Spanish neuroscientist Santiago Ramón y Cajal revolutionized the study of the brain when he observed neurons for the first time. His investigations, now more than 100 years old, revealed intricate details of nerve cells in many different animals, including humans—rootlike dendrites attached to bulbous cell bodies, from which extend long, slender axons.

Cajal’s examinations also revealed dendrites (via which nerve cells receive signals from other neurons) were much longer in humans than in rodents and other animals, even other non-human primates. A new study, published this week in Cell, shows that in people these antennalike projections also have distinct electrical properties that may help explain how the brain processes arriving information.

Scientists have been meticulously studying dendrites in the decades since Cajal’s initial observations. Still, “the only thing we really knew about human dendrites was their anatomy,” Massachusetts Institute of Technology neuroscientist Mark Harnett says. “There was a lot of potential for human dendrites to be doing something different because of their length, but there was no published work, as far as I know, on their actual electrical properties.”

So Harnett and his colleagues set out to investigate whether the length of dendrites affected electrical signals transmitted through them. With the help of a neurologist, Sydney Cash of Massachusetts General Hospital, they were able to obtain brain tissue that had been removed from epilepsy patients undergoing routine surgery to help allay seizures—a procedure in which physicians routinely remove part of the temporal cortex to get to the hippocampus, a structure deep inside the brain where seizures typically originate. Once the research team obtained the resected tissue, they then hurriedly transported it back to the lab, where they sliced and tested the samples. Because the human tissue could only be kept alive for a few days, experiments usually continued for 48 hours straight. “We would work in shifts and go home and sleep then come back and keep recording,” Harnett says.

In total, Harnett’s team examined brain slices from nine patients and 30 rats. To study the electrical properties of the neurons within these samples, the researchers used patch-clamp recording, which involves attaching small glass needles to nerve cells to measure their activity. These probes revealed that although human and rodent dendrites shared basic features, such as the ability to produce an action potential, there were some key differences between the two species. When the researchers injected an electrical current into the neurons’ dendrites, they found much less activity made its way to the somas (cell bodies) in human cells than to the rodent somas. “That immediately suggests that [signaling is] much more compartmentalized [in human dendrites],” Harnett says. “That means whatever local processing happens in the dendrites can happen independently of what's going on in the soma.”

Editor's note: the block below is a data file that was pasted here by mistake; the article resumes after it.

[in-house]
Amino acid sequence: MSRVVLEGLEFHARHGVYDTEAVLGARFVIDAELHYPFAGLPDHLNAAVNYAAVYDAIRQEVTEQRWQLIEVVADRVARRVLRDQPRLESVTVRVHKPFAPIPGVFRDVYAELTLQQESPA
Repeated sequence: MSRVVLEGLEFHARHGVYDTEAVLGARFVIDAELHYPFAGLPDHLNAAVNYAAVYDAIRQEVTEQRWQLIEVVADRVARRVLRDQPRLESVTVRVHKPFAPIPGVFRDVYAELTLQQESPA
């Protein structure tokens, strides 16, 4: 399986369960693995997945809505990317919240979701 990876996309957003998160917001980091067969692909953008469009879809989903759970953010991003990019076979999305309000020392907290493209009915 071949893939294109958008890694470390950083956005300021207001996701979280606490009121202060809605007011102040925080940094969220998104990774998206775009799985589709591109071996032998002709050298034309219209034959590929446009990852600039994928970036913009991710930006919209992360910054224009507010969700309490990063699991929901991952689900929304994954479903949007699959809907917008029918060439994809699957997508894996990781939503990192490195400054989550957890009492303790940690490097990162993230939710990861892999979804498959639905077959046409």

Harnett compares these dendritic compartments with the tumblers in a lock: As locks get more complicated, you get more tumblers, and you need a more sophisticated key to unlock it. In a similar way, human dendrites may require very specific signals to strongly influence the soma.  Ultimately, the properties of human dendrites could endow neurons with more computing power than those of rodents. Because signals are more easily transmitted from one end of the cell to the other in rats, it suggests that the processing of electrical signals in these animals’ dendrites are less compartmentalized, Harnett notes.

Michael Hausser, a neuroscientist at University College London who was not involved in this work, says this new study supports decades of research on animals—mostly rodents—that have shown dendrites can segregate signals in this way. Based on those observations, he says, scientists expected there would be a greater degree of compartmentalization in the dendrites of human neurons than many other animals,’ because they are much longer. And subsequent work with computational models suggested having more independent processing compartments within dendrites could provide greater computational power within a single cell.

Still, the actual computations dendrites carry out—and the behaviors linked to the activity in these neuronal branches—are still unclear. But scientists have some ideas: One possibility, Hausser says, is the electrical activity within the dendrites could detect the simultaneous occurrence of separate signals—say, incoming information about the smell and shape of a rose. In addition to identifying different inputs to the neuron, dendrites could also be involved in binding this information together and storing it.

Of course, these ideas have yet to be tested experimentally. But Harnett’s study “represents a first step in a new era of exploring our own dendrites,” Hausser says. “And that's incredibly important for understanding how human brains work.”

Javier DeFelipe, a neuroscientist at the Cajal Institute in Madrid who was not involved in the work, says this study points to the importance of studying human tissue. Many neuroscience studies rely on rodent work, but there are several ways the animals’ brain differs from humans. This work shows that in addition to size differences, there are also differences in the way the human organ functions. “Our brain is not a bigger mouse brain,” DeFelipe says.